The family connections can be illustrated as follows. James Henry Hughes (the author’s maternal grandfather) married a niece of Audsley Gomersall.  He was the son of Edward Hughes. Charles Fox was a brother-in-law of Edward Hughes.

In 1921 a second hand hut was procured for use as a Sunday School Building

In 1922 a new organ was procured. This resulted in the need to employ an organ blower in 1923.

In 1927, electric lighting was installed in the chapel.

When Edward Hughes died a memorial tablet was unveiled on 5 January 1929 by Mrs R Auty of Tingley.

A further Trust is formed.

In May 1938 the trust was again reformed due to a combination of deaths and retirements. The new trust comprised; Joseph Armitage, Ernest Pashley, George Smith, Harold Smith, Maurice Edward Crowther, Richard Booth, Albert Fieldhouse, Jack Sharp, Ernest Wainwright, Marshall Frith, Leslie Smith, Jack Crowther, Emma Jane Wainwright, Edith Evelyn Beveridge, Ethel Booth.

This was first time women had been appointed Trustees. There were further revisions of the Trustees Membership in 1952 and 1966 before the Church Council took over the Trustees responsibilities in 1977.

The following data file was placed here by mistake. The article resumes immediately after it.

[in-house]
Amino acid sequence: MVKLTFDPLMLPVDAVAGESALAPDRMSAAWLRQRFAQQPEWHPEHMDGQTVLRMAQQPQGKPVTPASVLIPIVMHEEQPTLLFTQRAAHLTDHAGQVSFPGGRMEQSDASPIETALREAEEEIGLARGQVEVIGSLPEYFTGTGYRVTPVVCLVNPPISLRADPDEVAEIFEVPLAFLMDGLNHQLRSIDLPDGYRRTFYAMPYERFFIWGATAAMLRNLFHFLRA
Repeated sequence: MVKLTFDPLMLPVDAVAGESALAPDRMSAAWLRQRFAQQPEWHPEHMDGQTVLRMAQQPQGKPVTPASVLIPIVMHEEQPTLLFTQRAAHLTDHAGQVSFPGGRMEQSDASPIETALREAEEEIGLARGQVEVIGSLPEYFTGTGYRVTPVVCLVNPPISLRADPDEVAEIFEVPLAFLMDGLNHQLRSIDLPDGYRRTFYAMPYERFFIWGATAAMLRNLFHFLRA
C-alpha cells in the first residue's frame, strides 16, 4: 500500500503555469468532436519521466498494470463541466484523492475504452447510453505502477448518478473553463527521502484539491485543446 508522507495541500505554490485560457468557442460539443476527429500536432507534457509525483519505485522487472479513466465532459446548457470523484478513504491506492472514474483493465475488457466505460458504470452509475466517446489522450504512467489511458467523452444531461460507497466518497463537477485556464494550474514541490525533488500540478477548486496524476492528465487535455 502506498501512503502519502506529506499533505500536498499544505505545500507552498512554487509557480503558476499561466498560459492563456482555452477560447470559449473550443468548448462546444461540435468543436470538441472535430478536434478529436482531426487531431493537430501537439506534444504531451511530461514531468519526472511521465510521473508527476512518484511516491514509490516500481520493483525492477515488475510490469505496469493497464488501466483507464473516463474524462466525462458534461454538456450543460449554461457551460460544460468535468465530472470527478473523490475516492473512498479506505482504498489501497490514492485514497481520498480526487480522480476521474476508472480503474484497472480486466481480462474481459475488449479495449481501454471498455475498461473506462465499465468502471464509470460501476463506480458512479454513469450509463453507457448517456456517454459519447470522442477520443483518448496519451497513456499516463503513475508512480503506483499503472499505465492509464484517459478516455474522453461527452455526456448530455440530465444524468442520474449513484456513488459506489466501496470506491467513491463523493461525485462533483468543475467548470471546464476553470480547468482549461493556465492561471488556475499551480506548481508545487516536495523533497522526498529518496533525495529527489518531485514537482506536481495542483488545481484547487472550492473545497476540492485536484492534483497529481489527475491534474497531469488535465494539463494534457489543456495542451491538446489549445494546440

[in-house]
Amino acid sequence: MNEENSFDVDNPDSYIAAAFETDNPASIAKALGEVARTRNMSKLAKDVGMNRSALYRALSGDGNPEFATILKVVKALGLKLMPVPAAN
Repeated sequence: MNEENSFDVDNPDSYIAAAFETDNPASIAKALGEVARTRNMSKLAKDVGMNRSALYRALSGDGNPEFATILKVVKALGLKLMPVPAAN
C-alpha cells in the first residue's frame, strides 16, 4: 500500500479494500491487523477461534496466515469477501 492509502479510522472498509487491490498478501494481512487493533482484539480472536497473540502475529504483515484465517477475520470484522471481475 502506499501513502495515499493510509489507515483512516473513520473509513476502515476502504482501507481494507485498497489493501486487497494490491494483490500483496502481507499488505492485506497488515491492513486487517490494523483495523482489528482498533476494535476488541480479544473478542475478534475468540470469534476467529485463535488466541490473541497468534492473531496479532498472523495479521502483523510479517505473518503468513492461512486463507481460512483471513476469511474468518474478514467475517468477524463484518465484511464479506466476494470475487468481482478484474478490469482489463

In 1969 the building was suffering rising damp in the vestries, the chapel roof needed repair and the Sunday school building had to be closed.  Nevertheless the society decided to continue to meet.

A slow decline

In 1958 the membership was recorded as 45 full members. By 1973 this had dropped to 34.

Centenary celebrations took place in 1979 in the form of a tea. In that year the caretaker’s salary, which had been £52 per annum for several years was doubled, and the organist was to receive £25 per annum.

By 1988 the membership had fallen to 20. 

1996 saw further problems with rising damp in the vestry and the need for interior decorating. With just 10 members, and the key roles of Church Steward, Church Treasurer and Church Council Secretary unfilled it was reluctantly decided to close at the Church Council meeting in January 1997. The closure date was agreed to be 18 May 1997.

The building was sold and has been converted into a dwelling.


Trustees Minute Book, 1878-1937,  C12/23/1, West Yorkshire Archives, Wakefield.

Trustees Minute Book, 1938-1977,  C12/23/2, West Yorkshire Archives, Wakefield.

Leaders Meeting and Church Council Minutes, 1958-1997, C12/23, WYAS 6103, Box 1/1, West Yorkshire Archives, Wakefield.